Environmental Information Center Comprehensive Foreign Affairs; Jiang Wei Compiler; Lin Dali Reviewer With the continuous expansion of human footprints on the earth, roads have fragmented habitats, and ecological corridors built for wild animals have become more and more popular in recent years. Research confirms that wildlife bridges can reduce car accidents by 85-99% Last January (2021), Sweden launched a series of "renovation projects" to help reindeer cross the country's main roads, and three ecological projects have been completed in Scanny in the south. In southern California, construction will begin this year on the world's largest wildlife bridge, connecting an inbreeding population of cougars north of Los Angeles.
The Biden administration's $1.2 trillion infrastructure plan includes $350 million for wildlife flyovers, in an effort to reduce the cost of collisions by billions a year. "Ten years ago, wildlife bridges were still experimental. We didn't know if they were useful. Now, these bridges have been shown to significantly reduce wildlife crashes, in some cases as much as 85 to 99 percent," Montana Rob Ament, an expert on road ecology at State Shadow Making University, said, "Many species are applicable, even in the Great Plains of North Dakota where moose are encountered."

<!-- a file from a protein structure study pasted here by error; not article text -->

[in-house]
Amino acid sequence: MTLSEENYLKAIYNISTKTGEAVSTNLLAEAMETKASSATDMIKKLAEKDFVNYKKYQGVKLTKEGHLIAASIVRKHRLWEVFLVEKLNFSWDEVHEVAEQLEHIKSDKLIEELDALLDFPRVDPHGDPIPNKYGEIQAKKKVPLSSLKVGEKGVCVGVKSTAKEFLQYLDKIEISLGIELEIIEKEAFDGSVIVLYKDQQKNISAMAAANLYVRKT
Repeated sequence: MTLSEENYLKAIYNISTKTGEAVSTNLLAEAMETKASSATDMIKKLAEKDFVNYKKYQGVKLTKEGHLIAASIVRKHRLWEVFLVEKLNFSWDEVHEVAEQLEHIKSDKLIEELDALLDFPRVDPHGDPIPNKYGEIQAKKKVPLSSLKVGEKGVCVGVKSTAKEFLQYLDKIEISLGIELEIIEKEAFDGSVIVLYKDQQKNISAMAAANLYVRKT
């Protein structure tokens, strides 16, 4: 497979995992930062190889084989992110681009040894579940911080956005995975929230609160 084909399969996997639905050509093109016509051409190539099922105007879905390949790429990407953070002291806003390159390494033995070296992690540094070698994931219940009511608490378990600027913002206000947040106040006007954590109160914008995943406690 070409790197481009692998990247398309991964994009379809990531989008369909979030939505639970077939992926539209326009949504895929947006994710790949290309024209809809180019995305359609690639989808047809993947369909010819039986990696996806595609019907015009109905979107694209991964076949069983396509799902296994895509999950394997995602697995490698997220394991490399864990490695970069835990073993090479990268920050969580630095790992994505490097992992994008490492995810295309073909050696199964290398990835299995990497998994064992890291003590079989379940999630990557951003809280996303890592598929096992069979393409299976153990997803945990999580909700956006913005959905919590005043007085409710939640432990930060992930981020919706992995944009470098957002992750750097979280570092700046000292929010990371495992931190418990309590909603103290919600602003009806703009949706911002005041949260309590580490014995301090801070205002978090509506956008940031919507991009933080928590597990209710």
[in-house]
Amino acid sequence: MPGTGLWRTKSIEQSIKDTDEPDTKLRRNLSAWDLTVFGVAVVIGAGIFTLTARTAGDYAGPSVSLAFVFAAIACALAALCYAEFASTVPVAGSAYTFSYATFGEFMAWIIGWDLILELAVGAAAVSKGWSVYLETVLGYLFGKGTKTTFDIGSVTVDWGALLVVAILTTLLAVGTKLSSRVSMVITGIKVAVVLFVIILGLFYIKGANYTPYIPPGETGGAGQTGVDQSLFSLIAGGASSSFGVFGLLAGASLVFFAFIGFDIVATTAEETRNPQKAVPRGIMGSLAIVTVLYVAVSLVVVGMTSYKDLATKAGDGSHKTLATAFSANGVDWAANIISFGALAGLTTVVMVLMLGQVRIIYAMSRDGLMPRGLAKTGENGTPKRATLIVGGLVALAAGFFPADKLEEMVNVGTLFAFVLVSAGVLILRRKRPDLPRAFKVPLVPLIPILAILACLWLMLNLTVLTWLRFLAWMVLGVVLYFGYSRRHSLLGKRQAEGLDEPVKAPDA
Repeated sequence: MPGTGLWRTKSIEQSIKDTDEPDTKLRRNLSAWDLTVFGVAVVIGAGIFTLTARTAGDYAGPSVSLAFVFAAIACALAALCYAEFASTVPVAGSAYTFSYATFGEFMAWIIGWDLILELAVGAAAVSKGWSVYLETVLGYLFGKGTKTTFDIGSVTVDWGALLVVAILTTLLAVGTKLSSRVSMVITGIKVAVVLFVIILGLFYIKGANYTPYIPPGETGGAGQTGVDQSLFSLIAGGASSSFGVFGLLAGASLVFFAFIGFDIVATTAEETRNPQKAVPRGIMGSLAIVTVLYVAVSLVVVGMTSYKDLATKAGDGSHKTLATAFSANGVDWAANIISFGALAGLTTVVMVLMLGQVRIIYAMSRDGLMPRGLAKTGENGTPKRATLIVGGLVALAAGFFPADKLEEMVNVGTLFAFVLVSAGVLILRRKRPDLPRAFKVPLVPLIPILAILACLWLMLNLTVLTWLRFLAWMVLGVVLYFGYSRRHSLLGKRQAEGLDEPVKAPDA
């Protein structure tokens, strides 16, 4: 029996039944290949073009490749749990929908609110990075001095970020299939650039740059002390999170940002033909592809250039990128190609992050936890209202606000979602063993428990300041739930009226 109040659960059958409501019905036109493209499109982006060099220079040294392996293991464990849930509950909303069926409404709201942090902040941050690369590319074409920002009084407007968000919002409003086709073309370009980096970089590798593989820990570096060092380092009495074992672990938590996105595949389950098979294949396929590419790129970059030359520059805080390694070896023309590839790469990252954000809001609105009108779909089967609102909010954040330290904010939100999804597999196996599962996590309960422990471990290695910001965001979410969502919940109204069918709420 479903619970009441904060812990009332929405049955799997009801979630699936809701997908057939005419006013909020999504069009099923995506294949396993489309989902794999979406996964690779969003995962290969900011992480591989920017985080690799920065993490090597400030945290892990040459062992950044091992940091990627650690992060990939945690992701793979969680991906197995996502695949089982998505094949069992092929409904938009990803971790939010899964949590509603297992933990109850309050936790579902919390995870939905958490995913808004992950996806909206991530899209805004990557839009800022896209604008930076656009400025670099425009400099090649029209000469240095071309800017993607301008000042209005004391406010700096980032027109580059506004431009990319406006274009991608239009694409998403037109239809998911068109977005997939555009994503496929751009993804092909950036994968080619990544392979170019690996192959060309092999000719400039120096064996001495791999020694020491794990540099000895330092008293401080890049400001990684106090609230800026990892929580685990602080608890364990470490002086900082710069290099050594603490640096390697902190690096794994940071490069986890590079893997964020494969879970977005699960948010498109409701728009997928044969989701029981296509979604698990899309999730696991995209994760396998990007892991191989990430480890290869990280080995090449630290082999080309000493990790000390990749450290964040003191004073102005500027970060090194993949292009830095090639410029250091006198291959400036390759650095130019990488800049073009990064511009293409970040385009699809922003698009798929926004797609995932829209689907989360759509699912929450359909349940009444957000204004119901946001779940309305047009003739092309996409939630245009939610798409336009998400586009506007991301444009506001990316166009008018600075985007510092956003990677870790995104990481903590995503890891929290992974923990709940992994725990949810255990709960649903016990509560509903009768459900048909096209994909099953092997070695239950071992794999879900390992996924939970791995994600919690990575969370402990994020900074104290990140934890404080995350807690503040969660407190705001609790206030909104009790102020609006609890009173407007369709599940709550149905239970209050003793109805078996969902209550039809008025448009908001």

There are now wildlife bridges on every continent and an elephant underpass near Mount Kenya ; the Netherlands has a network of ecological engineering that helped the country's first wolf pack in more than 140 years to take root in the densely populated country; In Java, suspended water pipes save endangered slow loris ; a bison bridge over the Mississippi River helps animals cross the river. More about this source textSource text required for additional translation information Send feedback Side panels